After filling up and getting dressed, your first stop is Stockholm’s iconic city hall. The building opened in 1923 and is arguably the city’s best-recognised building. Once you venture into the courtyard, you’ll find several photography opportunities—plus some picturesque views in the direction of Riddarholmen and Södermalm.
If you’re interested in learning more, you can book tours throughout the week. However, you have to book these on the day; you can do this in the store that you see soon after entering the courtyard.
Once you’ve enjoyed your fix of culture, it’s time for some shopping. Stockholm is one of the world’s leading fashion cities; at this point, you’ll probably have noticed that the locals effectively make it a never-ending catwalk.
The largest department store in Sweden is Åhléns City, just outside T-Centralen and close to Drottninggatan. Inside, you’ll find various designer brands for men and women—including Acne and Tiger of Sweden.
Along Drottninggatan, you’ll find several different shops and outlets. If you’re missing Södermalm too much by this point, you can also head back over there to discover the district’s unique outlets. One of the best is Grandpa on Södermannsgatan, which aims to make you look good and limit its environmental impact.
After a long, hard morning shopping, you deserve a break. Spend the rest of the day hopping in and out of Stockholm’s several cafés before finishing off with dinner.
You’ve probably noticed by the five trillion boats that Sweden has a close relationship to the coast, so it’s time to sample some of the city’s finest seafood. Wedholms Fisk is arguably the city’s best restaurant, even though it does come with a pretty hefty price tag. Hop on the metro to Kungsträdgården before completing your journey on foot.
Your first two days in Stockholm have focused entirely on the city, so it’s time to step away from the bright lights and crowds (it’s all relative) for a bit. Day three is primarily about getting into nature.
Today, we’re heading to Djurgården—an island that locals and visitors alike can’t get enough of. The most scenic way to get there is via the ferry from just outside Gamla Stan; your journey is included in the public transport pass and will take roughly 10 minutes.
After enjoying breakfast and a coffee, head over to Djurgården however you like; trams and buses also run between the island and central Stockholm. We’ll start the day with a bit of walk around its perimeters, which will take 2-3 hours. Despite still being in the centre of Stockholm, you’ll feel worlds away.
In addition to its nature, Djurgården has some of the Swedish capital’s best museums. Nordiska Museet is an excellent place to learn more about Nordic culture and an absolute must for first-time visitors. If you’re a music fan, the ABBA Museum is also worth considering.
Djurgården is also home to Skansen, one of the world’s finest open-air museums. In effect, it’s Sweden in a nutshell — and it’s a rewarding experience for adults and children alike.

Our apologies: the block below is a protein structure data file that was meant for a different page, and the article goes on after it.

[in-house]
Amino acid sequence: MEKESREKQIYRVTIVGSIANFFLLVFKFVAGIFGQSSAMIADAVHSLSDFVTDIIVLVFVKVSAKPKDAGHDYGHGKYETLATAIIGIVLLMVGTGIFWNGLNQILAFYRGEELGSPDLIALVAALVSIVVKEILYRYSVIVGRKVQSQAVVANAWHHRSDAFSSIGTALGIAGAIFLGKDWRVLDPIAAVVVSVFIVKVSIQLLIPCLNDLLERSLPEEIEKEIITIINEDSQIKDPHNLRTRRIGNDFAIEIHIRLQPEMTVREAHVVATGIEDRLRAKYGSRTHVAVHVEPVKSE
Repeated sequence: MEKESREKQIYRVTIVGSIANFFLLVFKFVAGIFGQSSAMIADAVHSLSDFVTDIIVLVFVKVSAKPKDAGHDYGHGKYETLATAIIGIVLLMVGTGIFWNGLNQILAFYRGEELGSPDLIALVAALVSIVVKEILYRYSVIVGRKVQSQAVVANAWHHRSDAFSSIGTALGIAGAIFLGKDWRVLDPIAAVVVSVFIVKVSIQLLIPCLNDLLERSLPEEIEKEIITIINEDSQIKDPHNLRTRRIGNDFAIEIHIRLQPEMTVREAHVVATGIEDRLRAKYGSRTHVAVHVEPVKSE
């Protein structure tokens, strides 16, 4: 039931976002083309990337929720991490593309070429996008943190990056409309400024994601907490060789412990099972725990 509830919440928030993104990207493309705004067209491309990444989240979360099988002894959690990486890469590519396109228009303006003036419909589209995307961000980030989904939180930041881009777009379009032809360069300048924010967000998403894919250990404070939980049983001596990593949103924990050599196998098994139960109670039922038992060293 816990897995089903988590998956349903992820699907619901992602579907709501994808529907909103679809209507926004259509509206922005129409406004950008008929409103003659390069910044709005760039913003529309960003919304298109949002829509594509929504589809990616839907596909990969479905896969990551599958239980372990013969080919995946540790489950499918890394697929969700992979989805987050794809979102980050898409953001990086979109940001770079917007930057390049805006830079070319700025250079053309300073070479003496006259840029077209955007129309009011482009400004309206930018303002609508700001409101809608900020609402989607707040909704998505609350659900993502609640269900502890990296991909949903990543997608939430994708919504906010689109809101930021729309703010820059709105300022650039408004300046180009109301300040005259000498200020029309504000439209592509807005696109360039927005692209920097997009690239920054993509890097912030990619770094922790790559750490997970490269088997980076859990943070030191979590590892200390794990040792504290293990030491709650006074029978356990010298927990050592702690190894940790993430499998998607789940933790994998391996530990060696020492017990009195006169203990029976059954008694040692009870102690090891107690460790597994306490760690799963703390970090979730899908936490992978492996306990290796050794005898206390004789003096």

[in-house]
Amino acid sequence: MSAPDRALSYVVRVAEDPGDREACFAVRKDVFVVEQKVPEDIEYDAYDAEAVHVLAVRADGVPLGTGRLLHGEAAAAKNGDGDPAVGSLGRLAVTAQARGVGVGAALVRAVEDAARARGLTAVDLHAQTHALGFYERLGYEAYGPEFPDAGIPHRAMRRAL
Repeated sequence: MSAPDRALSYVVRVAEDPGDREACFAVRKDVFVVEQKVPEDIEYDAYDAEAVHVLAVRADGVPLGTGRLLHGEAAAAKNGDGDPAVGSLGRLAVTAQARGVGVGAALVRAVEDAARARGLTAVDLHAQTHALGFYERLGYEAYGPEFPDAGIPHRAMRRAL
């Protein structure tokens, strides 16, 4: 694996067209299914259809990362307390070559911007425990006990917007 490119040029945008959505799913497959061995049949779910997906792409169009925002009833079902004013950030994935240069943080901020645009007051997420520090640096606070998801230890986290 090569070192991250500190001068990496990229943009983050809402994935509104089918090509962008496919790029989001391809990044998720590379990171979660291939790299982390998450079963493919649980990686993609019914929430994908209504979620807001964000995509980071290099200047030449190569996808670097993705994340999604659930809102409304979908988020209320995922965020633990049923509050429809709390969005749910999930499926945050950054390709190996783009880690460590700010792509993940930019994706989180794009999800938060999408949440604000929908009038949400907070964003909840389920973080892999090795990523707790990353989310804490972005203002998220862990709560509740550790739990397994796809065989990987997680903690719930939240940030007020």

We can’t forget about the Vasa Museum after. Inside, you’ll discover a huge Swedish ship that sank in the waters around Stockholm centuries ago. Even if you’re not a history buff, it’s very much worth the entrance fee.
After hopping in and out of Djurgården’s various museums, you’ll almost certainly be ready for some food. This evening, we’re heading to the upscale district of Östermalm and getting our forks into some Swedish meatballs. Inside the food hall, Husmans Deli serves some of Stockholm’s most popular versions of the dish—though you should expect crowds. The deli also closes at 7pm, so you might want to go for lunch instead if that’s too early for you.
Okay, so we’ve reached the final day of your Stockholm trip. We’re not going to stray too far from the city centre because catching your flight home is probably a good idea.
It’ll be an early start; after eating and packing, check out of your hotel rooms and store your bags somewhere. If you can’t keep them at your accommodation, Stockholm Central Station has lockers you can pay for.
Today, we’re going to explore two more islands — both of which are pretty close together. The first is my favourite island in the city, Skeppsholmen. From here, you’ll get an excellent view of Gamla Stan and Södermalm. You’ll find a few additional museums here, such as the Stockholm Toy Museum. But even if you’re all cultured out at this point, circling the island is pleasant and doesn’t take too long.
To get to Skeppsholmen, you can take the ferry from Gamla Stan. Alternatively, walk or cycle across the footbridge connecting Strömkajen to the island.
When you’re finished on Skeppsholmen, you can walk directly across to Kastellholmen. The island’s main highlight is a small castle, but it also offers a great view towards Djurgården. You’ll almost always have this place almost entirely to yourself.
With time running out before you need to head back to the airport, take the last few hours exploring Stockholm’s artistic metro stations. Some of the best ones to check out are:
- Tekniska Högskolan
- Mörby Centrum
If you’re short on time, stick to two or three. But if you’ve got a late flight, you can easily catch all the highlights. You can find some of the best stops here.
Once you’re done on the metro, grab your bags and hop on a train to the airport (or home, depending on how you’re travelling). When you’re home and have declared your love for Sweden’s capital, start saving so you can return.